Panic and Anxiety Attacks and Disorders – Public Speaking

I’ve never had to do it, but I would imagine that giving a speech before a million people is rather easier than giving one before a hundred. The great advantage of the former is that you’re a long way, distance-wise, from your audience. You’re either standing at the top of huge stone steps, or you’re on a whacking great podium with all those people spread out below you.

I would think it’s all you can do to make out faces, let alone deal with hecklers. Presidents, Prime Ministers and other heads of state can stand up there and talk absolute drivel if they so choose, (they frequently do!), without any real fear of being verbally attacked by anyone.

Not so the poor chap who has to give a talk in front of fifty colleagues. He probably won’t even have a podium to stand on. He’ll be flat on the floor like the rest of them. Panic and anxiety attacks and disorders can affect anyone in those situations.

And there’s always one, isn’t there? There’s always one smarty-pants who’s out to simply cause trouble, who thinks he’s a comedian or who’s convinced he knows a lot more than you do about the subject of which you’re speaking.

Give me the million person audience every time!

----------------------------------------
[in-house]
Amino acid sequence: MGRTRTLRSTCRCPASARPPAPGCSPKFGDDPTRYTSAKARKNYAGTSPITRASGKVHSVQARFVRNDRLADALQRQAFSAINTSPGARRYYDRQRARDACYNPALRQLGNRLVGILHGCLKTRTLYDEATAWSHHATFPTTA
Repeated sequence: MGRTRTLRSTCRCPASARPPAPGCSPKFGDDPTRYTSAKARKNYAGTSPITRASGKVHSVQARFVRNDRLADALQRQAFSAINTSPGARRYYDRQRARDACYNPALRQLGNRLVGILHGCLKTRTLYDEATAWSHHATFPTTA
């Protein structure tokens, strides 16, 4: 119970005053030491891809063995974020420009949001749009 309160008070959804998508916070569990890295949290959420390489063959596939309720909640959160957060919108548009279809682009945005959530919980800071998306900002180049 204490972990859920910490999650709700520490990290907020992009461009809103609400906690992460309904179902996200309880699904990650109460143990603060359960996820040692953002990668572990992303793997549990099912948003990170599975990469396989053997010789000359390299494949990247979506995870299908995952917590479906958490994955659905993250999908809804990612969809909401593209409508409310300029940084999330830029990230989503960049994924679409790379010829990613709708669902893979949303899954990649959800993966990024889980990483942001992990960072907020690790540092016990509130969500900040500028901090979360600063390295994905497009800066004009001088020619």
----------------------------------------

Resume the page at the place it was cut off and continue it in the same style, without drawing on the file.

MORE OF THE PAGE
With the small audience, you know you’re in trouble when some prematurely bald little character with thick glasses sticks up his hand and starts his sentence with; “But surely.. “

Right. To begin with, never ever agree to speak on something about which you only have a smattering of knowledge. You must know your subject inside out, backwards, forwards and sideways. If you don’t, you’re sitting up and begging for trouble. Even if the boss tells you to give a talk, if you don’t feel qualified enough, tell him.

Then again, it does depend on the time frame. If he wants the talk given in six months, then you have all that time to prepare, but if he expects it the next day, and you’re unsure, then for goodness sake, say so.

I think most people are nervous about speaking in public. Yes, there are those with ice water in their veins who simply aren’t affected by the experience, but the majority of us would rather not, thank you.

But if you’re really nervous, really frightened at the prospect, then rehearse. Now I’m presuming that you’re an expert on the subject. An expert in the laboratory, say. A true master or mistress of the subject in question, but essentially you’re a back room girl or boy.

Suddenly, you’re being thrust into the limelight.

The trick is to have the anxiety attack before the event. Sit down quietly and imagine yourself standing up in front of everyone. You’ll feel your stomach start to churn, you may start to sweat. That’s fine. Just lean into it. What’s the worst that can possibly happen?

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